A spectrum-sharing deal among three of America's four largest wireless carriers is an unusual step that industry insiders say will be interesting to watch, not just from a technical standpoint, but also for how airwaves are competed for or shared in the future.
The carriers announced late last week that they have a memorandum of understanding to test the viability of sharing 95 MHz of spectrum currently used by the Department of Defense and other federal agencies.
AT&T was quick to point out that clearing and reallocating is still the best approach to freeing up spectrum for commercial mobile broadband use, but when that is neither time- nor cost-effective, sharing arguments might be worth pursuing.
The carriers and the Defense Department plan to test the spectrum over the next couple of months to see if sharing it will be effective.
"The challenge with sharing cuts both ways. The government must ensure that often national security-critical uses – such as satellite command and control and air combat training, as cited in the announcement – continue to be supported unabated, while allowing commercial enterprises to ‘dip into’ the spectrum as needed to serve their customers," noted Yankee Group senior analyst Rich Karpinski, commenting specifically on a Fierce Wireless article discussing the new venture. "For mobile operators, it will be important to assess whether such spectrum sharing not only works technically but makes business sense as well in helping meet the need for additional mobile broadband capacity. The bands in question for the test, 1755-1850 MHz, are particularly attractive to U.S. mobile operators because they sit directly next to the commercially-used AWS bands and represent the last block of federal airwaves below 3 GHz. The parties are to be applauded for pursuing an innovative solution, but must be diligent to assess not just the technical success but also the competitive impact of the test results and how government and industry ultimately move forward with these airwaves."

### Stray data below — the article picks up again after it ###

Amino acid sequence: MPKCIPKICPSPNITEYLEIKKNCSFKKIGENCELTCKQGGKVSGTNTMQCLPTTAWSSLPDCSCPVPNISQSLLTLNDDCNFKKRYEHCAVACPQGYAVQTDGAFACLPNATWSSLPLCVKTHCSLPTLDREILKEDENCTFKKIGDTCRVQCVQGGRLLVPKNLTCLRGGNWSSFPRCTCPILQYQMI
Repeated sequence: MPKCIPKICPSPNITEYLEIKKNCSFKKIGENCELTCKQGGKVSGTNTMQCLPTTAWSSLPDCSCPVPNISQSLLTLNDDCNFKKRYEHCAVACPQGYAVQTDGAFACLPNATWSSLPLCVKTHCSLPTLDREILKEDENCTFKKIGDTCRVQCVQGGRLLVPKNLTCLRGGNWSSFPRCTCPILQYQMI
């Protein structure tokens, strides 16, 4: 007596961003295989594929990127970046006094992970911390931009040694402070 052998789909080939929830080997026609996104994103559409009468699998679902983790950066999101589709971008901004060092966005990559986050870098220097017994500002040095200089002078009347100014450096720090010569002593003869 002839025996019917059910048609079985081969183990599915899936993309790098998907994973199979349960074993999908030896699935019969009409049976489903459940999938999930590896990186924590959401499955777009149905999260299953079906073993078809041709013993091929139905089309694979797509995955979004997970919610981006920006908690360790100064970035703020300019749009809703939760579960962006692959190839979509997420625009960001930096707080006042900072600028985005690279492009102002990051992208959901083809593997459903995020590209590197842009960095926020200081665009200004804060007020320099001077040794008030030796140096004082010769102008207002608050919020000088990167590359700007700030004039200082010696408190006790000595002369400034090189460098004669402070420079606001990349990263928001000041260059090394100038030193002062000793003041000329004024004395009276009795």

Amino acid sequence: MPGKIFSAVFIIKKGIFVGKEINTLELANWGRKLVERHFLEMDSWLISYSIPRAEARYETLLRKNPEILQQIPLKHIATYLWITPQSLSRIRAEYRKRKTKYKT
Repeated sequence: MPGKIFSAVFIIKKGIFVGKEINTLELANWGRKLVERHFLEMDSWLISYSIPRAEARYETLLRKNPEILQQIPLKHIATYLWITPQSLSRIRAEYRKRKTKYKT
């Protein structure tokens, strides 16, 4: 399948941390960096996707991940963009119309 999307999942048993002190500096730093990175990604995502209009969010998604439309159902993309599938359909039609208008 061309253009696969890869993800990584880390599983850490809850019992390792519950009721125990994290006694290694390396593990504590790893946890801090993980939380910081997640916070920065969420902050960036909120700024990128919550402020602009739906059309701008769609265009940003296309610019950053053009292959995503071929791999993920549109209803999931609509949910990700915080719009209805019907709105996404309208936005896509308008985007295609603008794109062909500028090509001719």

Wireless carriers are desperate to accumulate more spectrum – whether it's via purchase, acquisition or sharing agreements like this one – in order to provide more, faster 4G bandwidth and services to their customers.
Sprint isn't a part of the trial but reportedly said it'll be watching closely to see how it turns out.
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